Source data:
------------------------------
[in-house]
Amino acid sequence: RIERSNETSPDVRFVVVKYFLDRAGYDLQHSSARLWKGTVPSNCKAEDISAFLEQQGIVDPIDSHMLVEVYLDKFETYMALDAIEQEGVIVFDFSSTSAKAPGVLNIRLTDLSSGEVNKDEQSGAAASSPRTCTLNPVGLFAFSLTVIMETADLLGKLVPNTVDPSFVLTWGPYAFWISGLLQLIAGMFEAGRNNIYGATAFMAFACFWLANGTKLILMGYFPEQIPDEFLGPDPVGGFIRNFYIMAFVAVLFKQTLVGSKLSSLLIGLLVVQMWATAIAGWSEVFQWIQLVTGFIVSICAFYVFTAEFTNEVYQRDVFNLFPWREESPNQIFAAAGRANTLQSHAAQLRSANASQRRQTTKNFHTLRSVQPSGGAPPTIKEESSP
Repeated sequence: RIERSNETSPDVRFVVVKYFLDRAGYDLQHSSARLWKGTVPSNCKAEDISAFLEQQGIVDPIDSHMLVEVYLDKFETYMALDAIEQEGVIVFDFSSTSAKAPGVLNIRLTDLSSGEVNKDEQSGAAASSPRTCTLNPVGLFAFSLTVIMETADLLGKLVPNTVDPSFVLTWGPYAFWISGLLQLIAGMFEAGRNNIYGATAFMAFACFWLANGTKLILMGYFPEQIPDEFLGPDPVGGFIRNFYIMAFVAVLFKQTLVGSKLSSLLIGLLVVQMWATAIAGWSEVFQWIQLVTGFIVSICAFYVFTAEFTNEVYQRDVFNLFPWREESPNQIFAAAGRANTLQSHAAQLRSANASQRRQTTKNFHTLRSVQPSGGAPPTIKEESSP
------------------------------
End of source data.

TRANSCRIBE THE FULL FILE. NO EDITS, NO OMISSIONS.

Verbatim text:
[in-house]
Amino acid sequence: RIERSNETSPDVRFVVVKYFLDRAGYDLQHSSARLWKGTVPSNCKAEDISAFLEQQGIVDPIDSHMLVEVYLDKFETYMALDAIEQEGVIVFDFSSTSAKAPGVLNIRLTDLSSGEVNKDEQSGAAASSPRTCTLNPVGLFAFSLTVIMETADLLGKLVPNTVDPSFVLTWGPYAFWISGLLQLIAGMFEAGRNNIYGATAFMAFACFWLANGTKLILMGYFPEQIPDEFLGPDPVGGFIRNFYIMAFVAVLFKQTLVGSKLSSLLIGLLVVQMWATAIAGWSEVFQWIQLVTGFIVSICAFYVFTAEFTNEVYQRDVFNLFPWREESPNQIFAAAGRANTLQSHAAQLRSANASQRRQTTKNFHTLRSVQPSGGAPPTIKEESSP
Repeated sequence: RIERSNETSPDVRFVVVKYFLDRAGYDLQHSSARLWKGTVPSNCKAEDISAFLEQQGIVDPIDSHMLVEVYLDKFETYMALDAIEQEGVIVFDFSSTSAKAPGVLNIRLTDLSSGEVNKDEQSGAAASSPRTCTLNPVGLFAFSLTVIMETADLLGKLVPNTVDPSFVLTWGPYAFWISGLLQLIAGMFEAGRNNIYGATAFMAFACFWLANGTKLILMGYFPEQIPDEFLGPDPVGGFIRNFYIMAFVAVLFKQTLVGSKLSSLLIGLLVVQMWATAIAGWSEVFQWIQLVTGFIVSICAFYVFTAEFTNEVYQRDVFNLFPWREESPNQIFAAAGRANTLQSHAAQLRSANASQRRQTTKNFHTLRSVQPSGGAPPTIKEESSP